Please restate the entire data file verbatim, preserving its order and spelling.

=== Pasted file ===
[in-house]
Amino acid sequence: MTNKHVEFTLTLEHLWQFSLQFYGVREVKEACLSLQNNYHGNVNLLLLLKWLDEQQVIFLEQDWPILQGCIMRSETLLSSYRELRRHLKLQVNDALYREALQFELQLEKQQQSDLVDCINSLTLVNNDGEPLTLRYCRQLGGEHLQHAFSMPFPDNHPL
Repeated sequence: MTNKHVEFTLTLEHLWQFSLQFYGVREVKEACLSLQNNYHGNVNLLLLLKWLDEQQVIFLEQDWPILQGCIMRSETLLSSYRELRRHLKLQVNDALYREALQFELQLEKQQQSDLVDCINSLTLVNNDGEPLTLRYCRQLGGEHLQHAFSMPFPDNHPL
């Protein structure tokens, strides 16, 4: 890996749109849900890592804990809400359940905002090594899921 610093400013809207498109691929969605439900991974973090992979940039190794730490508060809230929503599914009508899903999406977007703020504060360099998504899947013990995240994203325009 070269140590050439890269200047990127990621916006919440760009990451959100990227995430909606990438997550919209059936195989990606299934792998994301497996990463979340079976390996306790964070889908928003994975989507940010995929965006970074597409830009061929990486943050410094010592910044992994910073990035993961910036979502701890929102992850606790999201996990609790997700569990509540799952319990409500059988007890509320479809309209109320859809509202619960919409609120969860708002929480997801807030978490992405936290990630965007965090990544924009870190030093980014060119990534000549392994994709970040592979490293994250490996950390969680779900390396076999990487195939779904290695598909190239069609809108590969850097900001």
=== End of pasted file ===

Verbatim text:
[in-house]
Amino acid sequence: MTNKHVEFTLTLEHLWQFSLQFYGVREVKEACLSLQNNYHGNVNLLLLLKWLDEQQVIFLEQDWPILQGCIMRSETLLSSYRELRRHLKLQVNDALYREALQFELQLEKQQQSDLVDCINSLTLVNNDGEPLTLRYCRQLGGEHLQHAFSMPFPDNHPL
Repeated sequence: MTNKHVEFTLTLEHLWQFSLQFYGVREVKEACLSLQNNYHGNVNLLLLLKWLDEQQVIFLEQDWPILQGCIMRSETLLSSYRELRRHLKLQVNDALYREALQFELQLEKQQQSDLVDCINSLTLVNNDGEPLTLRYCRQLGGEHLQHAFSMPFPDNHPL
């Protein structure tokens, strides 16, 4: 890996749109849900890592804990809400359940905002090594899921 610093400013809207498109691929969605439900991974973090992979940039190794730490508060809230929503599914009508899903999406977007703020504060360099998504899947013990995240994203325009 070269140590050439890269200047990127990621916006919440760009990451959100990227995430909606990438997550919209059936195989990606299934792998994301497996990463979340079976390996306790964070889908928003994975989507940010995929965006970074597409830009061929990486943050410094010592910044992994910073990035993961910036979502701890929102992850606790999201996990609790997700569990509540799952319990409500059988007890509320479809309209109320859809509202619960919409609120969860708002929480997801807030978490992405936290990630965007965090990544924009870190030093980014060119990534000549392994994709970040592979490293994250490996950390969680779900390396076999990487195939779904290695598909190239069609809108590969850097900001």